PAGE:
There are quite a few reasons why becoming a commercial real estate (CRE) agent is so attractive: higher commissions, career growth, exclusive clientele, fewer competitors… the list goes on! The average salary of a CRE agent is $90,914, with many agents making 6-figures yearly. Commercial real estate offers investors more stable and substantial returns in comparison to residential real estate, making it a more enticing investment. 

At Millcreek Commercial, we work with inside and outside CRE agents every day. We love working with real estate professionals across the country and we also pay a commission of up to 4%! In fact, in 2020 we paid out nearly a million dollars in outside agent commissions. Nothing makes us happier than knowing we can be of service to CRE agents trying to help their clients. If you are a CRE agent, get connected with our team to start your path toward earning your commission.

If you or someone you know is interested in pursuing the field of commercial real estate, this article lays out seven steps to help you become a CRE agent. There is a lot to navigate through and the field is quite complex, so don’t stop here–learn all you can to be as successful as possible! 

First, obtain a CRE agent license. 

Obvious, of course—all real estate agents, whether residential or commercial, must obtain a license from the state they wish to practice in. You must meet the eligibility requirements, take approved classes, and pass the exam. The classes and requirements differ depending on the state you are wishing to work in, so do your research and be sure you are doing all that is required. 

Second, find a firm!

This is crucial. Once you have a license, you must find a brokerage that is specialized in commercial real estate to gain experience in the market. Finding a firm with a positive reputation is of the utmost importance and will contribute more to your success than you might think. Representing a strong, reliable company will show your clients that you have experience, that you are knowledgeable, and that you have the resources required to help them. First impressions might not be everything, but they sure are important. 

Third, join an association. 

Now, this isn’t absolutely necessary, but joining an association such as NAR, ULI, or REBNY can help you in many ways. They offer continuing education and networking opportunities to help you become a successful agent. It is never a bad thing to build your network!

Fourth, find your niche.

Any person with strong business acumen will tell you that in order to be successful in any one thing, it is essential to narrow your focus and choose a specialty. Do not try to be the very best in every field—it will weaken your strengths and quite frankly waste your time. There are a few types of commercial real estate that you can choose to specialize in: office, retail, industrial, hotels, land, etc. As you grow your experience and expertise, you will find opportunities to dip your toes into other forms of commercial real estate. However, as a beginner, try to start off slow as you learn the ropes of all there is to know.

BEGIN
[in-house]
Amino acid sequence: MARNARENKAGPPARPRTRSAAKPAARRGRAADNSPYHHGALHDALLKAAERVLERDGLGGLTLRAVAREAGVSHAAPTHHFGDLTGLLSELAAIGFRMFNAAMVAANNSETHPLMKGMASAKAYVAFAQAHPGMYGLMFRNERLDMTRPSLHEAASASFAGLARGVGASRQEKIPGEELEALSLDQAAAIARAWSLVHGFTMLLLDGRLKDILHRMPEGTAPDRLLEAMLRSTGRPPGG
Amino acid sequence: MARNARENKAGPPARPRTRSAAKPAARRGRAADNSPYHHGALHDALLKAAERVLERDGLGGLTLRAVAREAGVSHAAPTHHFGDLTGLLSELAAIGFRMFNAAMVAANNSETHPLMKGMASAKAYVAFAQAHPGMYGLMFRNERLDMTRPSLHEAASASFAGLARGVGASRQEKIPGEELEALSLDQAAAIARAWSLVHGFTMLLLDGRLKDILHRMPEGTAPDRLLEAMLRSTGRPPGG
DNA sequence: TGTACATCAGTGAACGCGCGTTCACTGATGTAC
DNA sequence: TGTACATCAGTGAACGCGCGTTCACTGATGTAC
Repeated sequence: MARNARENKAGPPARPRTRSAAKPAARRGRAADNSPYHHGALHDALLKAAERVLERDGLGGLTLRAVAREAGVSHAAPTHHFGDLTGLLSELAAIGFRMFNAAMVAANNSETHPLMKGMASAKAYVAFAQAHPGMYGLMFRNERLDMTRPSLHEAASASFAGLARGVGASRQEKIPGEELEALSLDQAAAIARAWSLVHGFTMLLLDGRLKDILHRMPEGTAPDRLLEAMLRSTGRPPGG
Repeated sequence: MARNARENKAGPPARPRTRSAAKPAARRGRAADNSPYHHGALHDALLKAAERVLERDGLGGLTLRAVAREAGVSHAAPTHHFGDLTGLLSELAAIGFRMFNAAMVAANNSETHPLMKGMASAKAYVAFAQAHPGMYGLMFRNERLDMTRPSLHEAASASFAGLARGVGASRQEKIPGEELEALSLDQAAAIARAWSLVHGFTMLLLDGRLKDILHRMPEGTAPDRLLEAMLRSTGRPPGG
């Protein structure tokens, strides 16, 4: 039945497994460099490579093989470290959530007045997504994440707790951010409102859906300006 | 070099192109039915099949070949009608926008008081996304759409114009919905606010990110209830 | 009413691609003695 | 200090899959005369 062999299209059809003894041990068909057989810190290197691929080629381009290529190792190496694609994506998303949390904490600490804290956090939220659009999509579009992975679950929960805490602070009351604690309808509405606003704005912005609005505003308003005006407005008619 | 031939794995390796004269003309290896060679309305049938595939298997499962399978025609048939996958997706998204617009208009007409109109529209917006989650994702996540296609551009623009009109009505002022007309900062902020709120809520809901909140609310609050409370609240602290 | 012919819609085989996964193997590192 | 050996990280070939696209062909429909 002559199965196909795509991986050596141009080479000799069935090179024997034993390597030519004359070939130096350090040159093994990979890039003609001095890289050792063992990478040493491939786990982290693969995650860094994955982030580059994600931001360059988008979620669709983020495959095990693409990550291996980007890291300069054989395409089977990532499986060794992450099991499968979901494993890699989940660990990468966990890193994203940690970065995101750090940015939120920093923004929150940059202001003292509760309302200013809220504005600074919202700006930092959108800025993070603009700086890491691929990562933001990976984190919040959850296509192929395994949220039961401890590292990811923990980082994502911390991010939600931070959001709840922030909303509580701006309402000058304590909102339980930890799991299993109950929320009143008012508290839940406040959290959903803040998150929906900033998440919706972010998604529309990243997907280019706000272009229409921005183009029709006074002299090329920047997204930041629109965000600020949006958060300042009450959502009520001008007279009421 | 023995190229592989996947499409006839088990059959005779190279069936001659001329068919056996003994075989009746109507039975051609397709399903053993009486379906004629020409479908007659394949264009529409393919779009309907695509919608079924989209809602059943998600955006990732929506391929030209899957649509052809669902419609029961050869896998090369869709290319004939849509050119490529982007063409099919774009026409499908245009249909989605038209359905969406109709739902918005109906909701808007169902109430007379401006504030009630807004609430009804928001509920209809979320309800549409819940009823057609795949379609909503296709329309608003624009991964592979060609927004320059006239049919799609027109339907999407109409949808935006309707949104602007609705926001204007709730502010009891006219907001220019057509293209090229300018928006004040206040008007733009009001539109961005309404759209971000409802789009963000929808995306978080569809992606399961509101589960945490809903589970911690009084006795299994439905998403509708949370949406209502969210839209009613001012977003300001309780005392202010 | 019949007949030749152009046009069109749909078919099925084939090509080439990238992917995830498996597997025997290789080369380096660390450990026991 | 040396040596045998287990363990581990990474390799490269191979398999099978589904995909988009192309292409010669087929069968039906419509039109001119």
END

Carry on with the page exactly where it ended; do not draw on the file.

Fifth, create a marketing strategy.

An essential part of any successful business is a plan: a marketing strategy. Establishing a marketing strategy early on will help you stay organized and focused on the bottom line. It will help you plan to target clients, identify the type of properties you want to focus on, and establish success benchmarks. 

Sixth, NETWORK. 

This is another point that goes for any field of business, but especially applies to real estate. If you want to get ahead, you need to know how to build your network. The moment you decide your network is sufficient enough, you have missed opportunities and potential clients. Real estate is somewhat of a traditional field, where networking and “schmoozing” are a must. Be genuine, of course, but get that elevator pitch down and prepare to sell yourself to anyone at any time. Your network and client base will not grow all on its own! 

Seventh, work hard. 

To become successful in commercial real estate, it is going to take a lot of hard work and dedication. It is pivotal that you stay motivated and driven to find potential deals and clients. Commercial real estate takes more work than residential and typically takes a while to move. Bigger buildings, bigger commissions, bigger potential… and a bigger workload. Stay committed to your established strategy and put in the work!

Commercial real estate might take a lot of work and patience but it is WELL worth it. The world of CRE is a complex one, but determination and a strong network will help you navigate through it.